Pakistani journalists, who have taken on military leaders and been beaten and jailed in the pursuit of a free press, say they now face a form of censorship that is more subtle but no less chilling, one spearheaded by the security services.
Journalists and press freedom advocates say the military and the powerful Inter-Services Intelligence (ISI) are pressuring media outlets to quash critical coverage.
Prime Minister Imran Khan’s newly-elected government is meanwhile slashing its advertising budget, squeezing a key source of revenue for private newspapers and TV stations.
Qazi Salauddin, a veteran Pakistani journalist who has witnessed successive periods of directmilitary rule, said today’s censorship is the worst it’s ever been.
“Today we don’t know what will annoy them,” he said of the military. “Today we have to do self-censorship and that is the worst kind of censorship, because it is done out of fear.
Websites have been shut down, including the Urdu website of the US State Department’s Voice of America, after it reported on a tribal movement critical of military operations in regions bordering Afghanistan. Mashaal Radio, affiliated with Radio Free Europe/Radio Liberty, has also been shut down.
Journalist Cyril Almeida was charged with treason after he published an interview with Nawaz Sharif in which the former prime minister accused the Pakistani military of aiding the armed group that carried out the 2008 Mumbai attacks.
Authorities are also targeting social media, asking Twitter to suspend accounts and submitting thousands of requests to Facebook to take down pages for a variety of reasons, ranging from criticism of the military to propagating hate and insulting Islam.
Taha Siddiqui, a blogger and journalist who is critical of the security services, lives in self-imposed exile in France after an attempt on his life earlier this year, which he blamed on the ISI.
He said Twitter suspended his account twice in 72 hours, telling him it was because of “objectionable content that was in violation of Pakistani law”, without elaborating.
Journalist Matiullah Jan, labelled “anti-state” by the military for his criticism of the judiciary and army, called the crackdown “a systematic attempt by the military and its intelligence agency to assert control with a facade of a democratically elected government”.
New legislation regulating print and online media has also alarmed press freedom advocates, who fear it will grant authorities even more censorship tools.
Information Minister Fawad Chaudhry denies the government is cracking down on press freedoms, saying it only acts to prevent incitement to violence.
Pakistan has banned coverage of the Tehreek-e-Labbaik movement after it held violent protests and threatened to kill a Christian woman who was acquitted of blasphemy charges after years spent on death row.
Blasphemy is punishable by death in Pakistan, and the mere accusation can prompt deadly mob violence.
“Pakistan has the freest media possible, and powerful media criticise the government and even agencies and (the) army establishment at their will,” Chaudhry told the Associated Press news agency.
“Incitement of hatred is the only area that we interfere.”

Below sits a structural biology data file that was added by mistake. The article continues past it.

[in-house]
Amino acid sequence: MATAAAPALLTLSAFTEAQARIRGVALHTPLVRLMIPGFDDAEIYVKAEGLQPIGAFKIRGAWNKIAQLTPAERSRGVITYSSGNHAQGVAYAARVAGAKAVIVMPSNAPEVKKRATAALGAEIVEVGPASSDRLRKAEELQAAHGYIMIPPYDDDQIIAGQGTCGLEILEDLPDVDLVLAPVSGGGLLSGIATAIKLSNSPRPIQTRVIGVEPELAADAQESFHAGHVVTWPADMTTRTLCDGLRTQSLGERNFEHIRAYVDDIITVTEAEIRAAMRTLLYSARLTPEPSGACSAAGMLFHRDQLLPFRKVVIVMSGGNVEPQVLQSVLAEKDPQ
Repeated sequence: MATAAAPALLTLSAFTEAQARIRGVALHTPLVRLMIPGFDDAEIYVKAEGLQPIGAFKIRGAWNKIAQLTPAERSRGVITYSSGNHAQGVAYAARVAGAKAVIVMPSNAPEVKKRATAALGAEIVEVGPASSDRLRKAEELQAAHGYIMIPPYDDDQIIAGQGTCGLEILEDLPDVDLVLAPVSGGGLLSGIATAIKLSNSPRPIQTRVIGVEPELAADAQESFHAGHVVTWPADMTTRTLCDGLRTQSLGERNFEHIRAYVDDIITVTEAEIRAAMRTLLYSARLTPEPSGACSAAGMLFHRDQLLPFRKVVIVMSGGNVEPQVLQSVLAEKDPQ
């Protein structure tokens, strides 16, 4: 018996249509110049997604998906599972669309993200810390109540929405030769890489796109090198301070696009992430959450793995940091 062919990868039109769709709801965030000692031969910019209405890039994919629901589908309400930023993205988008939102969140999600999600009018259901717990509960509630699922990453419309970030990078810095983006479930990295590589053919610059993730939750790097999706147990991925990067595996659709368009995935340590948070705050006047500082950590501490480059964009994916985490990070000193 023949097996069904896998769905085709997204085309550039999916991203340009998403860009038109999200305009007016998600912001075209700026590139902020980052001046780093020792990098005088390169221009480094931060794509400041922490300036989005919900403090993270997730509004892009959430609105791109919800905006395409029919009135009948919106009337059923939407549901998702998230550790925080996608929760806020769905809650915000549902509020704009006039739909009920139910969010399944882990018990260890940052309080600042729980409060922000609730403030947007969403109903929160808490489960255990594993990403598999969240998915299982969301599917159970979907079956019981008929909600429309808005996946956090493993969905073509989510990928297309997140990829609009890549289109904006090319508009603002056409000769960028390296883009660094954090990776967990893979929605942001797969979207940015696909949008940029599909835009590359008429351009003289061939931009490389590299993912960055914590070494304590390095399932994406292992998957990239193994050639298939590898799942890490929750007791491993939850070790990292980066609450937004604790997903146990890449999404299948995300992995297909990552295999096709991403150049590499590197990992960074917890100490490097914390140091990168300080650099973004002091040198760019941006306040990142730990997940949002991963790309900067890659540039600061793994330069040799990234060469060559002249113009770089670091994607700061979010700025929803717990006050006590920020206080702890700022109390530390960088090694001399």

But journalists say the interference goes much further, and has worsened since July’s national elections.
They say intelligence agents have called reporters to demand that opinion pieces be withdrawn and to quash investigative reports on allegations that the military intervened in the vote to help elect Prime Minister Khan.
The security establishment is especially sensitive about coverage of the Pashtun Tahafaz (Protection) Movement, or PTM, which has criticised the military’s actions in the tribal regions.
Pakistan has long been accused of covertly supporting the Afghan Taliban while waging a scorched-earth campaign against homegrown “extremists” who threaten the state, allegations denied by the government.
“We have been facing a media blackout since the very first day,” said Mohsin Dawar, a parliamentarian and founding member of the PTM.
“The military now is enjoying unquestioned power in the country, and the PTM questioned their power.”
Dawar said newspapers have refused to carry their statements or cover their press conferences.
Chaudhry said coverage of PTM is restricted because “we have fought a war in that area.”
“The population is in process of settling down, (and a) narrative that creates hatred cannot be allowed,” he said.
Steven Butler, Asia programme coordinator for the Committee to Protect Journalists, said Pakistan has waged an “aggressive crackdown” on the media.
“The crackdown comes behind the scenes and is increasingly exerted through the owners of media properties,” he said.
There are currently 89 private television channels licensed by the government.
Most of the privately-owned channels emerged in the last 15 years and are owned by big businesses, said Mohammad Ziauddin of the Pakistan Press Foundation, a free press advocacy group.
“The new entrants in the media are business people. They got into the media industry not to make money, not to serve the public, but to have clout,” he said, making them vulnerable to intimidation and financial coercion.
In the last two months, hundreds of journalists have been laid off as government advertising – a key source of revenue – has been drastically reduced.
A rate schedule seen by the AP shows the government was until recently paying upward of $2,500 for a 60-second spot, which has now been reduced to $400 to $500.
“While reliance on government revenues is not a healthy model for press freedom, the sudden cutbacks have imposed extreme hardship on the media, which has had basically no time to adjust business models,” Butler said.
Chaudhry defends the new rate schedule, saying previous governments paid well above the market rate in return for positive coverage.
“The last government used television advertising as a tool to bribe media,” he said.